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The Trionfi Project
(Heather Smith et al., Wilfred Laurier University) investigates the intersection of cultural, social, and intellectual history through digital humanities platforms. Their headline project, Sonorities of the Street: Music and Identity in Renaissance Florence (1484-1539), contextualizes novel recordings of Lorenzo de’ Medici’s Canzone within the contemporary streetscape of Renaissance Florence.
(Fabrizio Nevola, University of Exeter, and David Rosenthal, University of Edinburgh) is a novel smartphone app that leads users through 1490s Florence with the help of a virtual guide, a wool worker named Giovanni. Users are led on a hunt for statues, shrines, piazzas and palaces while Giovanni recounts vivid tales about his city.
Taverns, Locals and Street Corners
(Fabrizio Nevola, University of Exeter, and David Rosenthal, University of Edinburgh) is an AHRC Connected Communities pilot study on tavern culture and public space from early modern Europe to the present.
Reconstructing the Destroyed Church of San Pier Maggiore
(Donal Cooper and Francois Penz, Cambridge University; Jenny Sliwka, The National Gallery, London) virtually reconstructs a now-destroyed major Florentine Church and determines the placement of altarpieces by Francesco Botticini and Jacopo di Cione.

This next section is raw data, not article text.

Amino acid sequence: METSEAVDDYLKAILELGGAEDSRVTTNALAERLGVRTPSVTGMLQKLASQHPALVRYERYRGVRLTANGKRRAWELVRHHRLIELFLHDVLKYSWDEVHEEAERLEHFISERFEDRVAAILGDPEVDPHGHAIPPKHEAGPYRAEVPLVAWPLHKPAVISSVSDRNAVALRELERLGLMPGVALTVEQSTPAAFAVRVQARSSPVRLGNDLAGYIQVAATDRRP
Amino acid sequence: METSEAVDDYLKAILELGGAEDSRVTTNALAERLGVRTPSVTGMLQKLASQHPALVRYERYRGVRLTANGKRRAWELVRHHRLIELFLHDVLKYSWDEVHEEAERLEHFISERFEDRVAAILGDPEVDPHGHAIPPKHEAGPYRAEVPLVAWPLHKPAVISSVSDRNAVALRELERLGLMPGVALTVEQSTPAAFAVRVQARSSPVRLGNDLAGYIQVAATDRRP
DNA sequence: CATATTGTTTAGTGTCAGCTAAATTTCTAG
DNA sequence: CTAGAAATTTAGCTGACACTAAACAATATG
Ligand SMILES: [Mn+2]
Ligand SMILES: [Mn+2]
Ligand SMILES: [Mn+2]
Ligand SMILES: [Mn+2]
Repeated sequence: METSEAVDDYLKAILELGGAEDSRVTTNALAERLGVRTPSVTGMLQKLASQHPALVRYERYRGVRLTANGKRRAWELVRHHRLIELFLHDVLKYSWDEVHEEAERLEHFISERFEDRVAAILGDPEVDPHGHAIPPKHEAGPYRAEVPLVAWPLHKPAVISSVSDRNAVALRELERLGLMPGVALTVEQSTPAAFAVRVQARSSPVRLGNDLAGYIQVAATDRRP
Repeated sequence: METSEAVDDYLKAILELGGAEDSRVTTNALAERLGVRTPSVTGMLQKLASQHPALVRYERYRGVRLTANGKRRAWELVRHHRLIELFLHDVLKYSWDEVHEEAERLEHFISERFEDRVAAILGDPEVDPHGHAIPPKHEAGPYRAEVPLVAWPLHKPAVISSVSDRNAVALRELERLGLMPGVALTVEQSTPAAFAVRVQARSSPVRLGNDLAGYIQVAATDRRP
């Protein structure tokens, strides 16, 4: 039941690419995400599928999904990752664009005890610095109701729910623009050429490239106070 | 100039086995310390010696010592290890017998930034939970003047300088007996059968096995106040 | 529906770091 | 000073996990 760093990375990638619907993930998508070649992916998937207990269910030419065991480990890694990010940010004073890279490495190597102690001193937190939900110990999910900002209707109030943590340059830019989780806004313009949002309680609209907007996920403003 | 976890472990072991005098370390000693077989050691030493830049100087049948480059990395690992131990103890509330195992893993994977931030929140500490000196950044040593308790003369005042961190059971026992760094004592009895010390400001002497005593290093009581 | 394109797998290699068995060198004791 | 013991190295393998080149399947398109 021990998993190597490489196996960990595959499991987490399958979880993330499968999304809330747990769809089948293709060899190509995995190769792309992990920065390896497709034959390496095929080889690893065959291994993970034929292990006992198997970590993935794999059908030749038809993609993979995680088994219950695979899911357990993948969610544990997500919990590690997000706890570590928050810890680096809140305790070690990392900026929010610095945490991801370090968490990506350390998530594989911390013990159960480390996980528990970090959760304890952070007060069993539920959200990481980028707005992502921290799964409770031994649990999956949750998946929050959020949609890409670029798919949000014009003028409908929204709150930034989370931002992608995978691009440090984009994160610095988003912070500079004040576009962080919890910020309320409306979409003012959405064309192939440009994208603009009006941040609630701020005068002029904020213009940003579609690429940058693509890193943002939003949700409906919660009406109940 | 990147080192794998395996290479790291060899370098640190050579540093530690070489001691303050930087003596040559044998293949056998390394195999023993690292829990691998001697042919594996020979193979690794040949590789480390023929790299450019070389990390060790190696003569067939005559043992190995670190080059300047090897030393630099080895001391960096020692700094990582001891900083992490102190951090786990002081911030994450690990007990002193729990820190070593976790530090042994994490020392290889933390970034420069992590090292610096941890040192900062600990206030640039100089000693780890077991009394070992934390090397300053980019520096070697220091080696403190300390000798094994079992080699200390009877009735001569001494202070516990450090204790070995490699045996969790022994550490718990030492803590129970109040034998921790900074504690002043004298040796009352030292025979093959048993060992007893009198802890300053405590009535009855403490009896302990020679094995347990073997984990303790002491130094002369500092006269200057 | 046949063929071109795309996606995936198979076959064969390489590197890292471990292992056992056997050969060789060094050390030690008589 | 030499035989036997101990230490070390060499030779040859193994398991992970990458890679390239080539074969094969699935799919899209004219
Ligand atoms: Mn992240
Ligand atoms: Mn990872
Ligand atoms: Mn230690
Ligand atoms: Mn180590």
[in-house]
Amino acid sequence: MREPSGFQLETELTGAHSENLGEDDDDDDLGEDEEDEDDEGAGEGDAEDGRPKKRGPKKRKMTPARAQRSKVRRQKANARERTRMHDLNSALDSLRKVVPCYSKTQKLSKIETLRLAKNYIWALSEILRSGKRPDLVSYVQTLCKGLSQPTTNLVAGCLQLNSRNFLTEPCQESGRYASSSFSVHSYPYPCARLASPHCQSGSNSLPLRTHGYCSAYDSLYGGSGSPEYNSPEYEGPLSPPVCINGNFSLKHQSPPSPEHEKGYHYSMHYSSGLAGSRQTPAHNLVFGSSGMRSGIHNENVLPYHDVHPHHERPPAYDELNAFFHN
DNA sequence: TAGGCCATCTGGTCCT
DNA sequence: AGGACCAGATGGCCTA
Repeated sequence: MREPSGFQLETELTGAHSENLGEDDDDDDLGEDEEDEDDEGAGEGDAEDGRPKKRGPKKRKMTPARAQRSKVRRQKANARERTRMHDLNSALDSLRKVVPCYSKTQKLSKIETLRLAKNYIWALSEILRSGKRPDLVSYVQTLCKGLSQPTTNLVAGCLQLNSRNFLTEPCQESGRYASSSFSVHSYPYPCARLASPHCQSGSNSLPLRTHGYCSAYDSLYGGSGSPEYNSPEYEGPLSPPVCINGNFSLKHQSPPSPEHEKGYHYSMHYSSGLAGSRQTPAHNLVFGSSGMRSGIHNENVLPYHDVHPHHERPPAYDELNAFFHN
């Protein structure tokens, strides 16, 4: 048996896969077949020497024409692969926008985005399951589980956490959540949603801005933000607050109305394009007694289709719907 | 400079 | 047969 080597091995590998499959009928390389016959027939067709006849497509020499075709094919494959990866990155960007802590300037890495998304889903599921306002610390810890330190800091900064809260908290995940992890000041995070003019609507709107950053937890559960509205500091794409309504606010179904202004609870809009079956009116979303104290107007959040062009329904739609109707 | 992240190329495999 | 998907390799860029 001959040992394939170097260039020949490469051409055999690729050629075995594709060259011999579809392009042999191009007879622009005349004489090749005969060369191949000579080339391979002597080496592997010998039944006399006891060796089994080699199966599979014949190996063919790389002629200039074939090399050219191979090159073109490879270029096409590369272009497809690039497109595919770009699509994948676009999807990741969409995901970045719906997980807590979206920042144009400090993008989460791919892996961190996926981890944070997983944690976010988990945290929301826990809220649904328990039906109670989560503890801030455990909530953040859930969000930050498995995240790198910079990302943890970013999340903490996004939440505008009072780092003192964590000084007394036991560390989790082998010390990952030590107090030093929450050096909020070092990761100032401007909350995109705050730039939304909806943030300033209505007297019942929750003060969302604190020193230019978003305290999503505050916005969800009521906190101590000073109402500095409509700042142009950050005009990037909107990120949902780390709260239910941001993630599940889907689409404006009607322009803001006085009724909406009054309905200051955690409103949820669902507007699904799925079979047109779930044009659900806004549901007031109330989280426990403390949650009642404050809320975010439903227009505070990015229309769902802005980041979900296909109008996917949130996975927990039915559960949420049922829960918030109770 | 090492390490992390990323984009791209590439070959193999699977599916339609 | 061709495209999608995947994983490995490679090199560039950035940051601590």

The Opera di Santa Maria del Fiore
protects, promotes, and enhances the religious, civic, cultural and historical functions of monuments in its care.
(Anne Leader and Daniel V. Pitti, University of Virginia; the Institute for Advanced Technology in the Humanities) is an illustrated digital catalogue of the city’s tomb monuments that recreates the memorial landscape of the pre-modern city and enables the study of commemorative culture in medieval and Renaissance Florence. The project is supported by the American Philosophical Society, ARTstor, the Harvard University Center for Italian Renaissance Studies at Villa I Tatti, and the Renaissance Society of America.
Saunterings in Florence
(Jasmine Proteau, University of Toronto). In collaboration with the Kunsthistorisches Institut in Florence, this digital exhibition explores the history of Florentine tourism through historical guidebooks.
The Gazetteer of Sixteenth Century Florence
(R. Burr Litchfield, Brown University, 2006) is an early database of ca. 750 items plotted on sections of the Buonsignori map of 1584/94.